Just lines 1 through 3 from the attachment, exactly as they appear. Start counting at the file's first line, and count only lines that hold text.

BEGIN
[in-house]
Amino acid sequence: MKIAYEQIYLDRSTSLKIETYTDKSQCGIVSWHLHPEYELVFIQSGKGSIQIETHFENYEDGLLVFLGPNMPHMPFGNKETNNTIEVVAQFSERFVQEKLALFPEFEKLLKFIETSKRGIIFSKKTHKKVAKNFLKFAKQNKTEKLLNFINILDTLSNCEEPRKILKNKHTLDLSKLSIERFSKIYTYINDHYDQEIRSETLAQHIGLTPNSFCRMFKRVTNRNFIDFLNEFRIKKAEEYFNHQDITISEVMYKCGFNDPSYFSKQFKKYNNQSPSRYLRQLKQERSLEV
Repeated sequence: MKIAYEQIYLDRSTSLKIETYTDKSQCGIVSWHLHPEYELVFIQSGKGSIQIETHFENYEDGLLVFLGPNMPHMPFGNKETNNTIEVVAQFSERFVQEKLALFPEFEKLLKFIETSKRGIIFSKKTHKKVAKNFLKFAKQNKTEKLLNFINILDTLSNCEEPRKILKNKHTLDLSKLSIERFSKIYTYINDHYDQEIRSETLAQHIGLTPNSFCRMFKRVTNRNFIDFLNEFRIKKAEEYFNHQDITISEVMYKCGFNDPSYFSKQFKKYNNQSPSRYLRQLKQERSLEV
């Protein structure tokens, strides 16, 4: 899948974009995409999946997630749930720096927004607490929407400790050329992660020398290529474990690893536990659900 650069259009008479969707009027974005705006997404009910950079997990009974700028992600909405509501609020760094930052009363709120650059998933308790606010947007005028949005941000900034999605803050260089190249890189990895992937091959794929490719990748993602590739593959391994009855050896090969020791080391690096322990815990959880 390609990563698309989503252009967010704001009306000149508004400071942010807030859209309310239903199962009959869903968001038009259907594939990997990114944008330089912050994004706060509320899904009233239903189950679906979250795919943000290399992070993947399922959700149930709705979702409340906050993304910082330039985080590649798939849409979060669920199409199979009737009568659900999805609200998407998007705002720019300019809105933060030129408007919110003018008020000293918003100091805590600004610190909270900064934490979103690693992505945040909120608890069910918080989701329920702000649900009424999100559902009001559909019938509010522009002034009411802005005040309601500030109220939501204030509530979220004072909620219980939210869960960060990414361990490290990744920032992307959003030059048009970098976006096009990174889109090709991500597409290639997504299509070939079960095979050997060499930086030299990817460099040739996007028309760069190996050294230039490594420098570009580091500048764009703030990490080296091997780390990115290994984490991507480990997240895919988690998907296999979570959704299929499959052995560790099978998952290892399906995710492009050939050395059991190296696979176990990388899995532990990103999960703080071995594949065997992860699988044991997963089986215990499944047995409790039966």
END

[in-house]
Amino acid sequence: MKIAYEQIYLDRSTSLKIETYTDKSQCGIVSWHLHPEYELVFIQSGKGSIQIETHFENYEDGLLVFLGPNMPHMPFGNKETNNTIEVVAQFSERFVQEKLALFPEFEKLLKFIETSKRGIIFSKKTHKKVAKNFLKFAKQNKTEKLLNFINILDTLSNCEEPRKILKNKHTLDLSKLSIERFSKIYTYINDHYDQEIRSETLAQHIGLTPNSFCRMFKRVTNRNFIDFLNEFRIKKAEEYFNHQDITISEVMYKCGFNDPSYFSKQFKKYNNQSPSRYLRQLKQERSLEV
Repeated sequence: MKIAYEQIYLDRSTSLKIETYTDKSQCGIVSWHLHPEYELVFIQSGKGSIQIETHFENYEDGLLVFLGPNMPHMPFGNKETNNTIEVVAQFSERFVQEKLALFPEFEKLLKFIETSKRGIIFSKKTHKKVAKNFLKFAKQNKTEKLLNFINILDTLSNCEEPRKILKNKHTLDLSKLSIERFSKIYTYINDHYDQEIRSETLAQHIGLTPNSFCRMFKRVTNRNFIDFLNEFRIKKAEEYFNHQDITISEVMYKCGFNDPSYFSKQFKKYNNQSPSRYLRQLKQERSLEV